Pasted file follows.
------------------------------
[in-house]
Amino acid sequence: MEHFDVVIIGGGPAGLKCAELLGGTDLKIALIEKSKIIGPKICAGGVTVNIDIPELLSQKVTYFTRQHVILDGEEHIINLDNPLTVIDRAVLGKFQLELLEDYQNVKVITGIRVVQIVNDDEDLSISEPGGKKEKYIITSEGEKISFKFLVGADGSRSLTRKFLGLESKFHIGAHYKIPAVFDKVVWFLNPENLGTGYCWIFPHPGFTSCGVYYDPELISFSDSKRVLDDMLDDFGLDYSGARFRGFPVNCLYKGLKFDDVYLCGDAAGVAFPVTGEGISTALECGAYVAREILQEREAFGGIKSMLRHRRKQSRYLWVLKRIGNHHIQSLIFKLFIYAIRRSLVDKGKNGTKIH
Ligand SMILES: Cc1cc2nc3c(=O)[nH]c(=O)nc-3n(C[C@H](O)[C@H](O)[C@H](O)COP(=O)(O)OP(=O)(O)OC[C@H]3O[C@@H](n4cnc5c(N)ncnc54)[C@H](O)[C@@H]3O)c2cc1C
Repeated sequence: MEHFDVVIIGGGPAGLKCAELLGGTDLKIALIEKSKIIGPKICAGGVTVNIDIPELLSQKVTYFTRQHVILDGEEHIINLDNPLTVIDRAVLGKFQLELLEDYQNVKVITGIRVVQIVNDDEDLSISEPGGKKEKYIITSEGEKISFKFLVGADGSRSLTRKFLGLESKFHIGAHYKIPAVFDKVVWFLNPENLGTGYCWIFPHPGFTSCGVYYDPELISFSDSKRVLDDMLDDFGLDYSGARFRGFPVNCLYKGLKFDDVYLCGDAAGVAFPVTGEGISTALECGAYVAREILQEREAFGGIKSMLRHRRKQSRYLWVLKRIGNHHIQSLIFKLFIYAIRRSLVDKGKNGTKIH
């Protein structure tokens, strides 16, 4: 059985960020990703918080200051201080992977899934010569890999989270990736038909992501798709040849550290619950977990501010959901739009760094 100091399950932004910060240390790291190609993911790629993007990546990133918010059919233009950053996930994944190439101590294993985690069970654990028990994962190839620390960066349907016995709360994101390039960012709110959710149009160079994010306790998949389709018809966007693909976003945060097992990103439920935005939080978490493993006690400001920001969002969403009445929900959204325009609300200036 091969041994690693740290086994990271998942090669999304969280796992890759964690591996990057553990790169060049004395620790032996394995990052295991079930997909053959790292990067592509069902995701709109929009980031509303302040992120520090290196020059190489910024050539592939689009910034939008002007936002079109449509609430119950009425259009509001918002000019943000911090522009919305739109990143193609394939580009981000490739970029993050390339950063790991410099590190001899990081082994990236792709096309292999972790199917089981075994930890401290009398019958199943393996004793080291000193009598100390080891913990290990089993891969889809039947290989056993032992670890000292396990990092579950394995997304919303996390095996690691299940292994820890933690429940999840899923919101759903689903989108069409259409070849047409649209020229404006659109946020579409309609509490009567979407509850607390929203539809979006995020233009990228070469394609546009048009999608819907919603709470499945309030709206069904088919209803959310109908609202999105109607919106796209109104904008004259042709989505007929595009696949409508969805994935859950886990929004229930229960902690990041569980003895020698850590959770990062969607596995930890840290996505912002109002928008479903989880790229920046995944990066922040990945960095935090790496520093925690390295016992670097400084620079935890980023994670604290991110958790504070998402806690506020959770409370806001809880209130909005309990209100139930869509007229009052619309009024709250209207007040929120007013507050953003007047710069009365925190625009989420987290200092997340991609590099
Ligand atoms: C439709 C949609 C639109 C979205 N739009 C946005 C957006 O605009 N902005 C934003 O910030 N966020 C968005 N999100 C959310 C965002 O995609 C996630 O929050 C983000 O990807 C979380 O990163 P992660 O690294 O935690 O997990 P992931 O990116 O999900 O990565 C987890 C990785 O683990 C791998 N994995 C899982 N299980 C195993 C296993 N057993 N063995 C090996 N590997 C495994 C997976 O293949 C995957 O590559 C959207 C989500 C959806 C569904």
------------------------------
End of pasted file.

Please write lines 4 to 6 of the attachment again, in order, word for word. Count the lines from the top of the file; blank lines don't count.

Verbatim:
Repeated sequence: MEHFDVVIIGGGPAGLKCAELLGGTDLKIALIEKSKIIGPKICAGGVTVNIDIPELLSQKVTYFTRQHVILDGEEHIINLDNPLTVIDRAVLGKFQLELLEDYQNVKVITGIRVVQIVNDDEDLSISEPGGKKEKYIITSEGEKISFKFLVGADGSRSLTRKFLGLESKFHIGAHYKIPAVFDKVVWFLNPENLGTGYCWIFPHPGFTSCGVYYDPELISFSDSKRVLDDMLDDFGLDYSGARFRGFPVNCLYKGLKFDDVYLCGDAAGVAFPVTGEGISTALECGAYVAREILQEREAFGGIKSMLRHRRKQSRYLWVLKRIGNHHIQSLIFKLFIYAIRRSLVDKGKNGTKIH
């Protein structure tokens, strides 16, 4: 059985960020990703918080200051201080992977899934010569890999989270990736038909992501798709040849550290619950977990501010959901739009760094 100091399950932004910060240390790291190609993911790629993007990546990133918010059919233009950053996930994944190439101590294993985690069970654990028990994962190839620390960066349907016995709360994101390039960012709110959710149009160079994010306790998949389709018809966007693909976003945060097992990103439920935005939080978490493993006690400001920001969002969403009445929900959204325009609300200036 091969041994690693740290086994990271998942090669999304969280796992890759964690591996990057553990790169060049004395620790032996394995990052295991079930997909053959790292990067592509069902995701709109929009980031509303302040992120520090290196020059190489910024050539592939689009910034939008002007936002079109449509609430119950009425259009509001918002000019943000911090522009919305739109990143193609394939580009981000490739970029993050390339950063790991410099590190001899990081082994990236792709096309292999972790199917089981075994930890401290009398019958199943393996004793080291000193009598100390080891913990290990089993891969889809039947290989056993032992670890000292396990990092579950394995997304919303996390095996690691299940292994820890933690429940999840899923919101759903689903989108069409259409070849047409649209020229404006659109946020579409309609509490009567979407509850607390929203539809979006995020233009990228070469394609546009048009999608819907919603709470499945309030709206069904088919209803959310109908609202999105109607919106796209109104904008004259042709989505007929595009696949409508969805994935859950886990929004229930229960902690990041569980003895020698850590959770990062969607596995930890840290996505912002109002928008479903989880790229920046995944990066922040990945960095935090790496520093925690390295016992670097400084620079935890980023994670604290991110958790504070998402806690506020959770409370806001809880209130909005309990209100139930869509007229009052619309009024709250209207007040929120007013507050953003007047710069009365925190625009989420987290200092997340991609590099
Ligand atoms: C439709 C949609 C639109 C979205 N739009 C946005 C957006 O605009 N902005 C934003 O910030 N966020 C968005 N999100 C959310 C965002 O995609 C996630 O929050 C983000 O990807 C979380 O990163 P992660 O690294 O935690 O997990 P992931 O990116 O999900 O990565 C987890 C990785 O683990 C791998 N994995 C899982 N299980 C195993 C296993 N057993 N063995 C090996 N590997 C495994 C997976 O293949 C995957 O590559 C959207 C989500 C959806 C569904």